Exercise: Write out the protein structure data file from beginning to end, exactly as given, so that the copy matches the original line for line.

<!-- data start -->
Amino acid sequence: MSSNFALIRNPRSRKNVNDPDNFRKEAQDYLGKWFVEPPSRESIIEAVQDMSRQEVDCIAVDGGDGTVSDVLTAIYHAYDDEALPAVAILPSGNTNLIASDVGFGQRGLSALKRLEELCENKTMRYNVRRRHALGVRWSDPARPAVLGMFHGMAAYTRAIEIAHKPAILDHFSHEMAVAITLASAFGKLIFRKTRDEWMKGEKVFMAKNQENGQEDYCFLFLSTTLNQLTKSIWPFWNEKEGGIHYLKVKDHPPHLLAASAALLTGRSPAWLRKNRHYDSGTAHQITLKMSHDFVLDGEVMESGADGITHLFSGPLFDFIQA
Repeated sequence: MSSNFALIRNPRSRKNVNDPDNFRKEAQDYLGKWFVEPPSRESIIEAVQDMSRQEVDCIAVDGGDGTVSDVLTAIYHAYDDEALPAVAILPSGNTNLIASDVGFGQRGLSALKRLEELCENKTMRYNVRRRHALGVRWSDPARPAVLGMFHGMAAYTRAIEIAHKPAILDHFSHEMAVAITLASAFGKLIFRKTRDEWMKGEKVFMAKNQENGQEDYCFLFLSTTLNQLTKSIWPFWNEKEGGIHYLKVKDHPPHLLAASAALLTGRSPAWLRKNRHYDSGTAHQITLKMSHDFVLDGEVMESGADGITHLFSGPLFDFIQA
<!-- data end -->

Amino acid sequence: MSSNFALIRNPRSRKNVNDPDNFRKEAQDYLGKWFVEPPSRESIIEAVQDMSRQEVDCIAVDGGDGTVSDVLTAIYHAYDDEALPAVAILPSGNTNLIASDVGFGQRGLSALKRLEELCENKTMRYNVRRRHALGVRWSDPARPAVLGMFHGMAAYTRAIEIAHKPAILDHFSHEMAVAITLASAFGKLIFRKTRDEWMKGEKVFMAKNQENGQEDYCFLFLSTTLNQLTKSIWPFWNEKEGGIHYLKVKDHPPHLLAASAALLTGRSPAWLRKNRHYDSGTAHQITLKMSHDFVLDGEVMESGADGITHLFSGPLFDFIQA
Repeated sequence: MSSNFALIRNPRSRKNVNDPDNFRKEAQDYLGKWFVEPPSRESIIEAVQDMSRQEVDCIAVDGGDGTVSDVLTAIYHAYDDEALPAVAILPSGNTNLIASDVGFGQRGLSALKRLEELCENKTMRYNVRRRHALGVRWSDPARPAVLGMFHGMAAYTRAIEIAHKPAILDHFSHEMAVAITLASAFGKLIFRKTRDEWMKGEKVFMAKNQENGQEDYCFLFLSTTLNQLTKSIWPFWNEKEGGIHYLKVKDHPPHLLAASAALLTGRSPAWLRKNRHYDSGTAHQITLKMSHDFVLDGEVMESGADGITHLFSGPLFDFIQA